I spoke last month at the NSCA Personal Training Conference in Las Vegas to a great group of beginning and veteran trainers. The audience seemed to eat up many of the tactics I've used to build a business around a loyal clientele, so I thought I'd share some of the bullet points from the presentation with PFP readers as well.


  • Start every relationship with a giving hand. Use the Law of Reciprocity. When you give to someone freely and without expectation, they will almost always give back.
  • Create an experience. Training with you should be somewhat adventurous, but not intimidating. Every workout should be different, fun and slightly outside the box. 
  • Remember, it's always, first and foremost, about the results. People need to know that you can deliver results if they follow what you say. And not following what you say shouldn't be an option.
  • Always have the "Puppy Dog Mentality" – the minute your client walks through the door, they should feel like the most important person in the world (like you might wet on the floor because you're so excited to see them!)
  • Train in groups wherever possible. When client sees how committed others are to you, they will be too. Plus this helps them build loyalty and lasting relationships with other clients.
  • Value your long-termers. Reward them often. Give them exclusive access to you. 
  • Pay attention to the environment. Is it a pleasant place to work out? Is it clean? Too hot? Too cold? Is the music choice appropriate? Too loud or too soft?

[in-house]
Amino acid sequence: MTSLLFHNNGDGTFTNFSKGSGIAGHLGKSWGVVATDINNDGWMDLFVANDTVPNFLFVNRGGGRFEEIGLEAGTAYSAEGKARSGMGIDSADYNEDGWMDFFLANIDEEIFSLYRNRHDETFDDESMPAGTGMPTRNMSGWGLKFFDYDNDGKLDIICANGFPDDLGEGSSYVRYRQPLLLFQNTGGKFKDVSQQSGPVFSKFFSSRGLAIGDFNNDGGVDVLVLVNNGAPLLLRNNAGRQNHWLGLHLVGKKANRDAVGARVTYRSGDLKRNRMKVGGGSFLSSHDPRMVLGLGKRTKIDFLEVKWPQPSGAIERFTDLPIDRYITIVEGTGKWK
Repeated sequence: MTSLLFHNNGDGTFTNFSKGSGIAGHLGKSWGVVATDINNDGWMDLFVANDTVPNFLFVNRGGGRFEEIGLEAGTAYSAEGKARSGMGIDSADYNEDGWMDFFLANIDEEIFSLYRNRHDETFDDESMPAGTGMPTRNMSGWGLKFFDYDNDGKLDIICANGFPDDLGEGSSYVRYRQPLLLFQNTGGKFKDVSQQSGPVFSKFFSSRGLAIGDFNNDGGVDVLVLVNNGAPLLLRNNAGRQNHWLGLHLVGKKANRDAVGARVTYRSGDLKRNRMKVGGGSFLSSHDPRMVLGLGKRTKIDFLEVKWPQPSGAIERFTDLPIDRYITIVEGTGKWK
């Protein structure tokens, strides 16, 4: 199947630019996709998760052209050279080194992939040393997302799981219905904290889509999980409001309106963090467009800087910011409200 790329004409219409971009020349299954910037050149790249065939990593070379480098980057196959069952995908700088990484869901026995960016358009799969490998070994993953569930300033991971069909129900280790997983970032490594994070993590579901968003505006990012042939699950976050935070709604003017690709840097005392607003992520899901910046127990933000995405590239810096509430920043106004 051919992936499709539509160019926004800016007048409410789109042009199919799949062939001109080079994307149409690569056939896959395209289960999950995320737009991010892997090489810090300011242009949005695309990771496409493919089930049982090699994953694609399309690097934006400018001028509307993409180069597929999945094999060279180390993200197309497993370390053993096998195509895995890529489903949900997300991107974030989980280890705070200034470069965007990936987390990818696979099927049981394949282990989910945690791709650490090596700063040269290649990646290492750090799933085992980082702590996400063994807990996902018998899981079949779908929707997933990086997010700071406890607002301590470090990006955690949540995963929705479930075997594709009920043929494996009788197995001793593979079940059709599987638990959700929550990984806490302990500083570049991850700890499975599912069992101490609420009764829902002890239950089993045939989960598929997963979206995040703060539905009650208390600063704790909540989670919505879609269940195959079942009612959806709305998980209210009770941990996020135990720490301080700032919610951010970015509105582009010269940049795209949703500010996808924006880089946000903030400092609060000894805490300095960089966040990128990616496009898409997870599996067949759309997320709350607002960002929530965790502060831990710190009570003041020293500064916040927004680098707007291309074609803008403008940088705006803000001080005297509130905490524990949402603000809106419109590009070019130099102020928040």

• Change things up. If someone has been with you for three years, you should not be the same person, or doing the same workouts, that you were when they started.
  • Always be a professional. You are not a workout buddy. You're not even really a trainer. You should be a fitness professional. A coach. Someone who can elicit the best out of anyone.
  • Ask questions. That shows you care and want to get to know them. But most of all, remember what they've told you.
  • Let them talk. Share bits of your life so they feel like they know you, but let them do most of the talking. Also, be aware if they don't want to chit-chat. Don't fill the air with unnecessary noise, but don't let it be uncomfortably silent either.
  • Be the one person in their life who believes in them, who also has a vested interest in their success, who is their unwavering cheerleader. 
  • Over-deliver. Every time. Always.